Saving the coconut industry
The decision to impose a tax of Rs.300,000 for every
acre of fragmented coconut land is a move in the right
direction. It is hoped that this would put a halt to
cannibalisation of the country’s vast coconut plantations that
is going unchecked.
Not stopping at this the Government should also embark on a
vigourous replanting programme in order to make up for the
dwindling acreage of coconut land in the country. Today the huge
demand for housing has made prime coconut land the major victim
of property developers.
One has only to take a ride along the stretch to Chilaw or
Puttalam road to witness the vast expanses of barren land which
were once rich coconut plantations. This is also the same in
other parts of the North Western Province where denuded coconut
lands is the norm.
If this depredation continues there will come a time when we
would have to resort to imports to meet the local demand - an
irony considering that coconut was once the country’s foremost
export crop alongside tea and rubber which brought in the
Today while tea holds its premier status the other two crops
have hit bad times. Therefore immediate measures are needed to
resurrect the coconut industry which apart from providing a
livelihood to a vast majority is also dependent by almost 70 per
cent of our population for their consumption needs.
However, it is doubtful if the Rs.300,000 tax par acre is
going to be any deterrent against the parcelling of coconut land
given the massive housing boom that has now sweeping the
Since the Government cannot prevent coconut landowners from
disposing of their acreages it should consider introducing some
form of incentive scheme in order to arrest this trend before it
is too late.Because leaving out the economic aspect the coconut
has been an integral part of our domestic set up and forms the
main component of our indigenous food and other preparations.
It therefore behoves the Government to prevent the crop from
extinction and take prompt measures for regeneration. Today the
fate that has befallen the coconut industry could be gauged by
the high prices of coconut in the open market and also coconut
Overall production has dwindled and demand has outstripped
the supply. Mill owners too complain about a drop in business
and the lack of incentives while growers are experimenting with
crop diversity on coconut land which all points to the ailing
state of our coconut industry.
The coconut that was taken for granted by Lankan folk is
today turning out to be a luxury item. The Government therefore
while taking measures to prevent the parcelling of coconut land
should evolve a national policy to protect the crop and save it
It should immediately form a body of experts in the field to
devise way to foster the growth of coconut cultivation and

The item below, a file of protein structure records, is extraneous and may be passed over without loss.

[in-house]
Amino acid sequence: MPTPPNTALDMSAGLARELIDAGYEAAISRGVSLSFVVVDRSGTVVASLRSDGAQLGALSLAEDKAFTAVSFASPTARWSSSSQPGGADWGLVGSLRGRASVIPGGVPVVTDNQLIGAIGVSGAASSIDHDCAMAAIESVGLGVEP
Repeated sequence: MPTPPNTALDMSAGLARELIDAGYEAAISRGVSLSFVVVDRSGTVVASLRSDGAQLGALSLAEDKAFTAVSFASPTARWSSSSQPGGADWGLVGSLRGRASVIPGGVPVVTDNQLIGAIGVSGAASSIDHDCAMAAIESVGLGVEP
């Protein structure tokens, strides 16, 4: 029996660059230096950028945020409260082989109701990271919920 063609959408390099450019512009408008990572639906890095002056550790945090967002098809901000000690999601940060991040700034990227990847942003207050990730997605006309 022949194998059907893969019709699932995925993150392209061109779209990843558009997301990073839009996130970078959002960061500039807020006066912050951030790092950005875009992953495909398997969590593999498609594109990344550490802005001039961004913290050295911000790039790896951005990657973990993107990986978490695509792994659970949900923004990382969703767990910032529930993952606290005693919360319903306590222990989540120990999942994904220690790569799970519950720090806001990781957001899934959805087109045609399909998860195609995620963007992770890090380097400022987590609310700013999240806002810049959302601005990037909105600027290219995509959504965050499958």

enthrone the coconut to the state of its pristine days.
Looming energy crisis
The revelation made by Sustainable Energy Authority Chairman
Ananda S.Gunasekera that the world is unlikely to find a viable
solution to the energy crisis in the next 20-30 years should
ring alarm bells here in Sri Lanka which is grappling with
recurring power crisis situations.
Addressing Zonal Educational Directors to educate them on
Energy Conversation the Chairman warned of a depletion of fossil
fuel and that until discovery of such viable energy renewable
sources the people would have to undergo difficulties.
Coming from an expert of his calibre the Government needs to
sit up and take note of the full implications of this warning.
The country is already burdened with a huge fuel bill to operate
diesel powered generators which we can ill afford given the
recurrent rise in world oil prices.
With expanding development that includes the Eastern
rebuilding the fuel bill could mount to unbearable proportions.
The country’s overdependence of hydro power has put us into a
panic mode with the Government looking to tap all available
sources of energy to meet the snowballing demand.
Projects such as Norochcholai and Kerawalapitiya have high
gestation periods and would not come to our immediate
assistance. Most of the other smaller projects too are still on
the drawing boards. The only opinion left therefore is
conservation on a large scale until we are able to tide over
We are not holding any bets for this to be a huge success or
the idea to be great hit with our large gadget oriented society.
Even Government departments and institutions are guilty of
massive energy waste.
It is high time the authorities set about tackling the energy
crisis with more seriousness taking into account the larger
picture.. The Government should embark on stepped up drive to
drill into the public the need for energy conservation given the
looming threat. All state institutions, the private sector and
schools should be coopted for this exercise.